The Year in Review
People and events that continue shaping our world
By Kevin Uhrich 12/22/2011
This week, we look to a future sure to be fraught with more financial uncertainty, more political turmoil, more cultural instability, more educational limits, more taxes, fees and fines and very likely more violence, if the recent escalation of force used by authorities to roust and arrest members of the Occupy movement from encampments around the country is a sign of things to come.
Pasadena hasn’t been immune to the social calamities occurring in bigger, less affluent communities. We have our own Occupy movement, which has taken a less confrontational but no less productive approach to demonstrating discontent with the state of the world. Participants know that for as comfortable as some of us have become, there are among their ranks members of a swelling army of people — 99 percenters — who have nothing. Things are dire at every level — people are still losing homes in record numbers, schools are still woefully underfunded, cities are running out of money, laying off people and turning more and more to the private sector, public services are being slashed …
Of course, no one knows for sure what’s going to happen from one moment to the next. But, even without having dearly departed oracles like Tony Stewart, Pat Rostker, Maurice Morse, Raul Borbon, Jim Plotkin and Ralph McKnight with us any longer to show us the way, we can still make some educated guesses. And a good place to start that process is by re-examining where we’ve been in the past year.
While we’re doing that, it might do well to remember the theme of the 2012 Tournament of Roses: Just Imagine …
Pasadena Council members Terry Tornek and Steve Madison get into a political dustup over Tornek’s support for Madison’s election rival, businesswoman Carolyn Nabor; civil rights leader Anthony “Tony” Stewart dies at age 92; LA County zoning officials close Altadena’s Danny’s Farm, a petting zoo named for the autistic son of Angels pitching coach Jim Gott; and Mary O’Connor, the single mother of two small children taken by county child care workers, pleads with a judge to get her babies back.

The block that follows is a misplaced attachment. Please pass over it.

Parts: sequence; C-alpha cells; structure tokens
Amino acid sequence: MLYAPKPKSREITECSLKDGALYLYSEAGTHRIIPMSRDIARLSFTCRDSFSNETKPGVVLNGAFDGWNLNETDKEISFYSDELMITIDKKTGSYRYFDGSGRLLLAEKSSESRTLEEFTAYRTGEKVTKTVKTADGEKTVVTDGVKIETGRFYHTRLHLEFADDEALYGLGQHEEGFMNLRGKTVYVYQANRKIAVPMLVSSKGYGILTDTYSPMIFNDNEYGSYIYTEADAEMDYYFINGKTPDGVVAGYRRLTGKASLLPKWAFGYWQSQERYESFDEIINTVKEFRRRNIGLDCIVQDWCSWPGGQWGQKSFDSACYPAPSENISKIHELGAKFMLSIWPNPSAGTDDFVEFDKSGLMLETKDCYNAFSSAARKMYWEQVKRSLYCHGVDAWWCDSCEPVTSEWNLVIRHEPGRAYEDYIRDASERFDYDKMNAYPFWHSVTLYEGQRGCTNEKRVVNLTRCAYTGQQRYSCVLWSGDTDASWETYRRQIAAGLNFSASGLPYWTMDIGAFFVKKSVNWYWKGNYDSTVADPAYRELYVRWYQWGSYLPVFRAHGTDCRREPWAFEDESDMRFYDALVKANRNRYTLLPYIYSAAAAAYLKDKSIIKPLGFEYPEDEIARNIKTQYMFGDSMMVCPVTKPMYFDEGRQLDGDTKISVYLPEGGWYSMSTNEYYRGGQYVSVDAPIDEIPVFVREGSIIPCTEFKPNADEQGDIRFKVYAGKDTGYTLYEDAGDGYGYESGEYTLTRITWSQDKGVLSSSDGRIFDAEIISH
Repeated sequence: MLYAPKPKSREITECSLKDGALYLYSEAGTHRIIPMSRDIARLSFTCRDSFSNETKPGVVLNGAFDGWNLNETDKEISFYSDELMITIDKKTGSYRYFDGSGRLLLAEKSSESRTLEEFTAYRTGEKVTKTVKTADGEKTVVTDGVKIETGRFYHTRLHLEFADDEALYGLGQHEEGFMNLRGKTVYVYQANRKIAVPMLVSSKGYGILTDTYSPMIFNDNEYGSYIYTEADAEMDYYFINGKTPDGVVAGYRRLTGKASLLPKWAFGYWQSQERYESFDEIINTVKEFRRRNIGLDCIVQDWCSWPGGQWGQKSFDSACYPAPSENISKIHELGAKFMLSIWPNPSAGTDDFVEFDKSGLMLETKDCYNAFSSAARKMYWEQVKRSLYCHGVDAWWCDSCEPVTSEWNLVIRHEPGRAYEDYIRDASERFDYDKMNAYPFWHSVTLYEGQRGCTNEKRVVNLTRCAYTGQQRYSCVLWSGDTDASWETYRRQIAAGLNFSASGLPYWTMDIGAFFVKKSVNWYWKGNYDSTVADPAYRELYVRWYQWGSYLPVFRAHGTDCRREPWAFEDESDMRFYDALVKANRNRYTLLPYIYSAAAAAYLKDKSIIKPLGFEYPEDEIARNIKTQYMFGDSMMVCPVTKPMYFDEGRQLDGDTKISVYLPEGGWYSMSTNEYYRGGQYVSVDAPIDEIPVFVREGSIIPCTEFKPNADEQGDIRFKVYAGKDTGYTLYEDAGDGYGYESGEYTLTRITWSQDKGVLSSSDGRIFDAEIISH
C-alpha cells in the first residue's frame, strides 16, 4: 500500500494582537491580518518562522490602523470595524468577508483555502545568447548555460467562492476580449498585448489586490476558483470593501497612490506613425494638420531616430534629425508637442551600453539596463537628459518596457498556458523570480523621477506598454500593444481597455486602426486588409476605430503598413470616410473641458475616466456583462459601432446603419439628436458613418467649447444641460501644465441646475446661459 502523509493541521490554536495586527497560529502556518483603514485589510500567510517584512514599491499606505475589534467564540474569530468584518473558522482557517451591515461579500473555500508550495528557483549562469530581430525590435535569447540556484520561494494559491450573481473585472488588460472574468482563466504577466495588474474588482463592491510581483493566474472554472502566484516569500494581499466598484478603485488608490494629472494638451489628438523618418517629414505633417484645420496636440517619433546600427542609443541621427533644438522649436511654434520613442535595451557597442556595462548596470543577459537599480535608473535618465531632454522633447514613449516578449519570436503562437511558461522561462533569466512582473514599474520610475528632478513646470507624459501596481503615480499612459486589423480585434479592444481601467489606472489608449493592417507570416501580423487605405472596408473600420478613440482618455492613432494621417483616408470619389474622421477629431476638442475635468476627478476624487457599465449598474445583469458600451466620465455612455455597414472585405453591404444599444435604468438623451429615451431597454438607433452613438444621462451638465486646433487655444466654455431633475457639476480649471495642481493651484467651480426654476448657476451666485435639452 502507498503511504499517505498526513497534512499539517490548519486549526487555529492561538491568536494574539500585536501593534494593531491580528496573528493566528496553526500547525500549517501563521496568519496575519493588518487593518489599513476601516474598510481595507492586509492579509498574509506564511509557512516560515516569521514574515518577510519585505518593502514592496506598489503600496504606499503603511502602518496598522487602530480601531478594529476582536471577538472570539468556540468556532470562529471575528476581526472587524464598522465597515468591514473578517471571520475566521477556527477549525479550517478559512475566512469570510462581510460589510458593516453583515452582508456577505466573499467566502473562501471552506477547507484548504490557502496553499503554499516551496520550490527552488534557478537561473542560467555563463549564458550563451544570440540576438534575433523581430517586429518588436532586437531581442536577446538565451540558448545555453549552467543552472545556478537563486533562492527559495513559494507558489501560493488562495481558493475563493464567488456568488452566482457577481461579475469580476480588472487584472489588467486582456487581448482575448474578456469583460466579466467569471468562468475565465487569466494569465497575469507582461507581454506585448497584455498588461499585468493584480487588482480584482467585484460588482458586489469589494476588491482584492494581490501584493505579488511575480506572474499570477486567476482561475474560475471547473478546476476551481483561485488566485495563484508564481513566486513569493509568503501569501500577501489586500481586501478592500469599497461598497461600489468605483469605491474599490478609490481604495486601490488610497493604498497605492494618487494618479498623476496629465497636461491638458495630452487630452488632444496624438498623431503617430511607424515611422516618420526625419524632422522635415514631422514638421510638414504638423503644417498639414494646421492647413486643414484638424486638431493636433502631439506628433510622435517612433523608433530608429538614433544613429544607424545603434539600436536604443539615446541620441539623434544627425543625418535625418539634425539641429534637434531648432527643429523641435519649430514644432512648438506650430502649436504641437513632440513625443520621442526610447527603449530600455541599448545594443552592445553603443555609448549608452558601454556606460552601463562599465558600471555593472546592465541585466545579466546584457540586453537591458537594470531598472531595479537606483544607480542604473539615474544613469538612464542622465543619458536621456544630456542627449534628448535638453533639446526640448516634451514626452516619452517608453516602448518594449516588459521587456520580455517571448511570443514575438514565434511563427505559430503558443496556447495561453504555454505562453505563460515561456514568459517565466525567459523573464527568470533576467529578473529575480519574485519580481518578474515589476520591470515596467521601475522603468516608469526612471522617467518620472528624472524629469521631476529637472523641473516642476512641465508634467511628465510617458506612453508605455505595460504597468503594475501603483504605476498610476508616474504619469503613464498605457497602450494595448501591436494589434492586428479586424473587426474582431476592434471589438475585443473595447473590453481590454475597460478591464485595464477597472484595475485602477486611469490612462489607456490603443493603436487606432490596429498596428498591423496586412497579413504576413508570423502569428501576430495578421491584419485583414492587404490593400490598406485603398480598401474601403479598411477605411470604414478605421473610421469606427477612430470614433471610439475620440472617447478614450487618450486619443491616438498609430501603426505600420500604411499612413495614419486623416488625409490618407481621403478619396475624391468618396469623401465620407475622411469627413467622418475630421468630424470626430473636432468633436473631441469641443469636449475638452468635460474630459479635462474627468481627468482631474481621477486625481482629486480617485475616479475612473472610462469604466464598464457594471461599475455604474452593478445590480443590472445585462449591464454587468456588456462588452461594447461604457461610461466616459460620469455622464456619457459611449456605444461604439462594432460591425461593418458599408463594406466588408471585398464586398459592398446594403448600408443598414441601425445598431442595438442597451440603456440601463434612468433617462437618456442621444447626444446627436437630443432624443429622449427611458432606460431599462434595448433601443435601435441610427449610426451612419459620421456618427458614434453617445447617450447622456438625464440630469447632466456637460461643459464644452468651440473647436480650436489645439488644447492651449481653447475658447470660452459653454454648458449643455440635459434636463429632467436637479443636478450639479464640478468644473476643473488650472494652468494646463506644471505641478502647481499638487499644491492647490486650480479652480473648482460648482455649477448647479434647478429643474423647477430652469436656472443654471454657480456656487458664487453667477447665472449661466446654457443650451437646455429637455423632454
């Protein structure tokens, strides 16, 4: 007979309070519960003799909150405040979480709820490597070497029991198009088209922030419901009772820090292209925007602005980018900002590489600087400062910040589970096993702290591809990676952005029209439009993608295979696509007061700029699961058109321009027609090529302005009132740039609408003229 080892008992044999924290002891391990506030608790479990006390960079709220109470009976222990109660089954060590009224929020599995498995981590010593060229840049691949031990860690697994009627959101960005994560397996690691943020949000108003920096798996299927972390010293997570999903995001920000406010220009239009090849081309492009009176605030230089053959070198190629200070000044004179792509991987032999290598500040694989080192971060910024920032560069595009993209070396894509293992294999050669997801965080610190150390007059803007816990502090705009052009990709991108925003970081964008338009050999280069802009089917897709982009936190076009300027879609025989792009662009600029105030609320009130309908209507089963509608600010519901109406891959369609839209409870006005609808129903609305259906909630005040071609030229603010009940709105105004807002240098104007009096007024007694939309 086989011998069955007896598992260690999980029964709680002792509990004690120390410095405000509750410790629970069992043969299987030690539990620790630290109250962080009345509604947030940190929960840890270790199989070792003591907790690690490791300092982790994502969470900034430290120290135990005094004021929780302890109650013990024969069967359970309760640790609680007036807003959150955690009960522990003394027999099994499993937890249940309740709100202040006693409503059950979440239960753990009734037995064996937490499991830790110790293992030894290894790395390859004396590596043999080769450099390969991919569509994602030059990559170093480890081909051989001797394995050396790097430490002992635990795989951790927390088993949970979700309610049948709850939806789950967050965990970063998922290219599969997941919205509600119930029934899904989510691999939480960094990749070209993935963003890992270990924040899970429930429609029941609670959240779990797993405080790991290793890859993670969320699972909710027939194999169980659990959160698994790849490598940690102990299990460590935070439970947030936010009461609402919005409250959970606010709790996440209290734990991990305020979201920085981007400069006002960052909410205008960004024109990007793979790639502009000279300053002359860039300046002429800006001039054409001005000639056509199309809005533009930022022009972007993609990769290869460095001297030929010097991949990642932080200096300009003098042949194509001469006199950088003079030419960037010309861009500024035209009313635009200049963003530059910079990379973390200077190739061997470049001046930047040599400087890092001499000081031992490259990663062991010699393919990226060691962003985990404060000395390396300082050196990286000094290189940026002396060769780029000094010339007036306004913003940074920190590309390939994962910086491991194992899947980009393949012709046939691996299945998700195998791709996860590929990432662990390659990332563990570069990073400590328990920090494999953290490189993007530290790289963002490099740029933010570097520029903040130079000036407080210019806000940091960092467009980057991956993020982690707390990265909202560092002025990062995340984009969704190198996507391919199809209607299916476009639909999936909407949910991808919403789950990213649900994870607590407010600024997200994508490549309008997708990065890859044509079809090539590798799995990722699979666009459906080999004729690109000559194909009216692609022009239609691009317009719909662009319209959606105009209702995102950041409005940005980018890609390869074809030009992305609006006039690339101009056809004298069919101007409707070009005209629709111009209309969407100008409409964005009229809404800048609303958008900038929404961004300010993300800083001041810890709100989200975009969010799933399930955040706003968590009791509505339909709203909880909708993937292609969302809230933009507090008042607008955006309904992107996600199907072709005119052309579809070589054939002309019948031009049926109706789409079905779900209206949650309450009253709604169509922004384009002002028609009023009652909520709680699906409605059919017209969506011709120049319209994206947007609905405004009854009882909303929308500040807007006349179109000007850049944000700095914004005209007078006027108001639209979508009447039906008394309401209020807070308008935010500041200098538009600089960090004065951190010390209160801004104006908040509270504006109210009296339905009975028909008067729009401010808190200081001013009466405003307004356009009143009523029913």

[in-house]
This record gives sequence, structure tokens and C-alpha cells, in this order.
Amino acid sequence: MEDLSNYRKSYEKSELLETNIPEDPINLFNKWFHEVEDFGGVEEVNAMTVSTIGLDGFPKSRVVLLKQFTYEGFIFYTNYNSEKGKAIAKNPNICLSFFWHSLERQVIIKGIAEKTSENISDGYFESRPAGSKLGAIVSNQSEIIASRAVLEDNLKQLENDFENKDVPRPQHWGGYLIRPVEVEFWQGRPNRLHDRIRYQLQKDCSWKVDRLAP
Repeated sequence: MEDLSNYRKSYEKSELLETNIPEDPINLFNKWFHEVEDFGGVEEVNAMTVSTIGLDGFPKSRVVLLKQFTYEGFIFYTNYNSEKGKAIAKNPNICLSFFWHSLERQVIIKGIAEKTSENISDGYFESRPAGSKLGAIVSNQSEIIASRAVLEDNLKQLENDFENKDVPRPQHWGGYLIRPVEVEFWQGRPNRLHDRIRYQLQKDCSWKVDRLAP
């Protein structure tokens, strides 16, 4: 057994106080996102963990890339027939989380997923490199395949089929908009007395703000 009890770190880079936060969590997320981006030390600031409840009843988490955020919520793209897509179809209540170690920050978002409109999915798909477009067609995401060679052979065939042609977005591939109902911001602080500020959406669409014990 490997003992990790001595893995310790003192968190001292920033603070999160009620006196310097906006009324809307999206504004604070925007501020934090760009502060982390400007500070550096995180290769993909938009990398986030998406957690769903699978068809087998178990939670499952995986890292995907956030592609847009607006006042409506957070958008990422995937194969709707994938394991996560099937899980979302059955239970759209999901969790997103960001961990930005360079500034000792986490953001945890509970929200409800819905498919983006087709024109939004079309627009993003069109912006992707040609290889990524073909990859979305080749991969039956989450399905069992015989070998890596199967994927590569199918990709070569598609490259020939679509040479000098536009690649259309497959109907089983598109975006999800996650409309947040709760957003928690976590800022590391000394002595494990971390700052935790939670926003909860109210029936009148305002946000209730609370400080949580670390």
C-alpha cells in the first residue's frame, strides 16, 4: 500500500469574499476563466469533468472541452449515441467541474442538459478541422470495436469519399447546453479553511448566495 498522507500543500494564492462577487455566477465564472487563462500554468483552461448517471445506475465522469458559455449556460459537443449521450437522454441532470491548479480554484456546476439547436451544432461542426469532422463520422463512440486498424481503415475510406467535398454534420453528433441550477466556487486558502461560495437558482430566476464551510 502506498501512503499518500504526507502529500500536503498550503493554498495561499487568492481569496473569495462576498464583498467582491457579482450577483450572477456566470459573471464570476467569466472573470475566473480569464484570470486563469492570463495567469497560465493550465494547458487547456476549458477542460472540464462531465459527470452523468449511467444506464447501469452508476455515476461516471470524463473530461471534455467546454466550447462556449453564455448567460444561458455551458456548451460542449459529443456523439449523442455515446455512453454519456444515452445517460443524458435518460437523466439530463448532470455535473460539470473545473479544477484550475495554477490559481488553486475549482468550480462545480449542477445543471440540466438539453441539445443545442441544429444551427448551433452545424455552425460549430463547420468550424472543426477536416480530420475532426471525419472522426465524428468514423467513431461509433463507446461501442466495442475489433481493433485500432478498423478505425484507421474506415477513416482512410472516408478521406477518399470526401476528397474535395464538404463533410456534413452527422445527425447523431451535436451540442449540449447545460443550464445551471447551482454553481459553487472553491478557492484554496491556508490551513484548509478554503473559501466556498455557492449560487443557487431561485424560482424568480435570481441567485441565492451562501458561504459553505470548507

Robert Nelson, a JPL scientist and a plaintiff in a lawsuit aimed to stop the government from doing background checks on contractors, tells former Deputy Editor Jake Armstrong that the US Supreme Court’s ruling in favor of the checks makes the nation less safe; Elton John tells Arts Writer Carl Kozlowski how he’s settled down over the past several years; Taboo, of the Black Eyed Peas, explains to Kozlowski how he rebounded after hitting bottom; and reporter Jana Monji reveals how city officials fail to police the city’s dog park, where she was attacked and her own pet was killed.
Caltech’s Bob O’Rourke gets a new lease on life with a donated lung; the city names an alley for Jim Plotkin, an Old Pasadena founder who suffers with lung cancer; and the Weekly learns that Board of Education candidate Sean Baggett is on probation for a DUI-related fine he failed to pay.
A transportation advocacy groups says several Pasadena-area bridges are structurally deficient; former Iraq War captive James Loney speaks with the Weekly about the power of forgiveness; a city commission recommends a ban on the use of plastic bags; and Gene Masuda takes his seat as the city’s first Asian-American City Council member.